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### What's the interpretation of Feynman's picture proof of Noether's Theorem?

On pp 103 - 105 of The Character of Physical Law, Feynman draws this diagram to demonstrate that invariance under spatial translation leads to conservation of momentum: To paraphrase Feynman's ...
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### Do an action and its Euler-Lagrange equations have the same symmetries?

Assume a certain action $S$ with certain symmetries, from which according to the Lagrangian formalism, the equations of motion (EOM) of the system are the corresponding Euler-Lagrange equations. Can ...
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### Is there a mathematical reason for the Lagrangian to be Lorentz invariant?

The Hamiltonian is the energy, which is just one component of a four-vector and therefore not Lorentz invariant. The Lagrangian is the Legendre transform of the Hamiltonian and I was wondering if ...
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### Why is a theory Lorentz invariant if the Lagrangian is Lorentz invariant?

For if I started by trying to make the Hamiltonian Lorentz invariant, I would have failed. Indeed, the Hamiltonian is part of a covariant tensor. But how do I know that the Lagrangian is not a part of ...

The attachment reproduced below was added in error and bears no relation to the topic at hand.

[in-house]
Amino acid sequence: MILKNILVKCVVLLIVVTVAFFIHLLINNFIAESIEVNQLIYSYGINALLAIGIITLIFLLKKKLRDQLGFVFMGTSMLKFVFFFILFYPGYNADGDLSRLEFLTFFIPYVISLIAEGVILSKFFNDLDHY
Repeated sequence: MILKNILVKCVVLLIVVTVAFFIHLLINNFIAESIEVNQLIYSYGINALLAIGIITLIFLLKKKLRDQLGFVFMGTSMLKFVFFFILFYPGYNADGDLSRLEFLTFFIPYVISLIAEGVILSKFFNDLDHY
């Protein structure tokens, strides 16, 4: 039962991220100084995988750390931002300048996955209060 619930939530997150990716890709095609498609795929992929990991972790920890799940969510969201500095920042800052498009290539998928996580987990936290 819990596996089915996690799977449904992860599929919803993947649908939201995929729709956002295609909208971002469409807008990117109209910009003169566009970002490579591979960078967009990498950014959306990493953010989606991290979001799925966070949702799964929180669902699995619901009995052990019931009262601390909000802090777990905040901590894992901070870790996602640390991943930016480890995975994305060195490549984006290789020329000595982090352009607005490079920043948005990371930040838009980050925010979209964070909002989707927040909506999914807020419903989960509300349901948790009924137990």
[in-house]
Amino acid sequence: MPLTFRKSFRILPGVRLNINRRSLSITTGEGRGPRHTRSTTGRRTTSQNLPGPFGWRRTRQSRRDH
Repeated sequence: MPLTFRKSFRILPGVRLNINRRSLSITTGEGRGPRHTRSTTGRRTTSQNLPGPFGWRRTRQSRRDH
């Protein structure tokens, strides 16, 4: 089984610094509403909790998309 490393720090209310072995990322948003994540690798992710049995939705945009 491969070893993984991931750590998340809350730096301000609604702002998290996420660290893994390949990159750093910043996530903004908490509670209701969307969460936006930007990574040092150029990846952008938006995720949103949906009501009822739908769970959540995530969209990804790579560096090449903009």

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### Explicitly show covariance of Euler Lagrange equations

I know that the Euler Lagrange equation (here only in 1D) $$\left(\frac{d}{dt}\frac{\partial}{\partial\dot{x}}-\frac{\partial}{\partial x}\right)L\left(x,\dot{x},t\right)=0$$ is invariant under (...
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### Detailed conditions for symmetries of Lagrangian

Edit: To clarify the question, I am asking why we are justified in calling a continuous symmetry a symmetry of a system when it changes the Lagrangian by a total derivative of a function of $t, q(t)$ ...
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### Does an on-shell symmetry necessarily change the Lagrangian by a total derivative?

This is a follow-up question to: Does a symmetry necessarily leave the action invariant? Qmechanic writes here: Here the word off-shell means that the Lagrangian eqs. of motion are not assumed to ...
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### On-shell and off-shell transformations in Noether's theorem

For any transformation of the fields, $$\varphi\to\varphi'=\varphi+\delta\varphi$$ the change in the Lagrangian can be written as $$\delta\mathcal L = \text{EoM} + \partial_\mu j^\mu\tag{1}$$where "...
I have been trying to understand the Legendre transformation (in mechanics, in the hyperregular case: when the Legendre transformation is one-to-one) and the correspondence between symmetry $\to$ ...